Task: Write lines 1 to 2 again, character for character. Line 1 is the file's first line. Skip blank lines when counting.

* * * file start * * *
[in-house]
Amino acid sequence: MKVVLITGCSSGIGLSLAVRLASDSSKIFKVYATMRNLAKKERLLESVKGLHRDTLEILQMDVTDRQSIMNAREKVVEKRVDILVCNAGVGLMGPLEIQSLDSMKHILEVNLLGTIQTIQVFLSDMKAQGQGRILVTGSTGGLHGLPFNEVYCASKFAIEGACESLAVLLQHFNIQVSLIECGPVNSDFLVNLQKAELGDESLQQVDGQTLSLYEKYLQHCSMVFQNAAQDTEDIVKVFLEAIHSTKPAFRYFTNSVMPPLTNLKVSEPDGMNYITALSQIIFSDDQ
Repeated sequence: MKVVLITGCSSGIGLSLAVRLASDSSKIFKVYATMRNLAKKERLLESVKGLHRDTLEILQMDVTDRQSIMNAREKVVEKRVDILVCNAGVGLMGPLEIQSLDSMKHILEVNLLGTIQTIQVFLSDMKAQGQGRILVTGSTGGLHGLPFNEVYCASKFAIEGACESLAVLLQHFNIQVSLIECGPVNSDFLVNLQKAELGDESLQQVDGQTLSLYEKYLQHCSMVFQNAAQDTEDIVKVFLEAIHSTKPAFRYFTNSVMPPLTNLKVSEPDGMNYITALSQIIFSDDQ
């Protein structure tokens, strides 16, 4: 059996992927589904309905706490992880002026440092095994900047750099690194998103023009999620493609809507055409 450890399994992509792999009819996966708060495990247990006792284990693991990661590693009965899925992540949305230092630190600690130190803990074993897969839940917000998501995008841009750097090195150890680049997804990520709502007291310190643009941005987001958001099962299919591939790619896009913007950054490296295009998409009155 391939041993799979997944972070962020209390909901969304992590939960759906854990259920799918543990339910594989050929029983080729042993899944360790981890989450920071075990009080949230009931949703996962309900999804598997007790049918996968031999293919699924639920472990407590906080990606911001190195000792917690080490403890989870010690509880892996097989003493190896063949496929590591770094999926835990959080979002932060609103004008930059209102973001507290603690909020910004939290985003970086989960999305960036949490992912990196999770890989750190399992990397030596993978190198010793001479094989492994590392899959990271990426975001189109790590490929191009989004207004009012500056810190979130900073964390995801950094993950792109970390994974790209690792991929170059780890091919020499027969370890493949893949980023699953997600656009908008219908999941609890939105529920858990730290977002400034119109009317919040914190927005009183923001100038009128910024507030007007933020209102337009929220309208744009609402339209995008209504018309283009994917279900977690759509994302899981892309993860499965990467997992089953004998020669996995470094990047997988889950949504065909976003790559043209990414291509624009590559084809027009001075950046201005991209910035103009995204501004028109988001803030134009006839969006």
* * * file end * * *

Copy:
[in-house]
Amino acid sequence: MKVVLITGCSSGIGLSLAVRLASDSSKIFKVYATMRNLAKKERLLESVKGLHRDTLEILQMDVTDRQSIMNAREKVVEKRVDILVCNAGVGLMGPLEIQSLDSMKHILEVNLLGTIQTIQVFLSDMKAQGQGRILVTGSTGGLHGLPFNEVYCASKFAIEGACESLAVLLQHFNIQVSLIECGPVNSDFLVNLQKAELGDESLQQVDGQTLSLYEKYLQHCSMVFQNAAQDTEDIVKVFLEAIHSTKPAFRYFTNSVMPPLTNLKVSEPDGMNYITALSQIIFSDDQ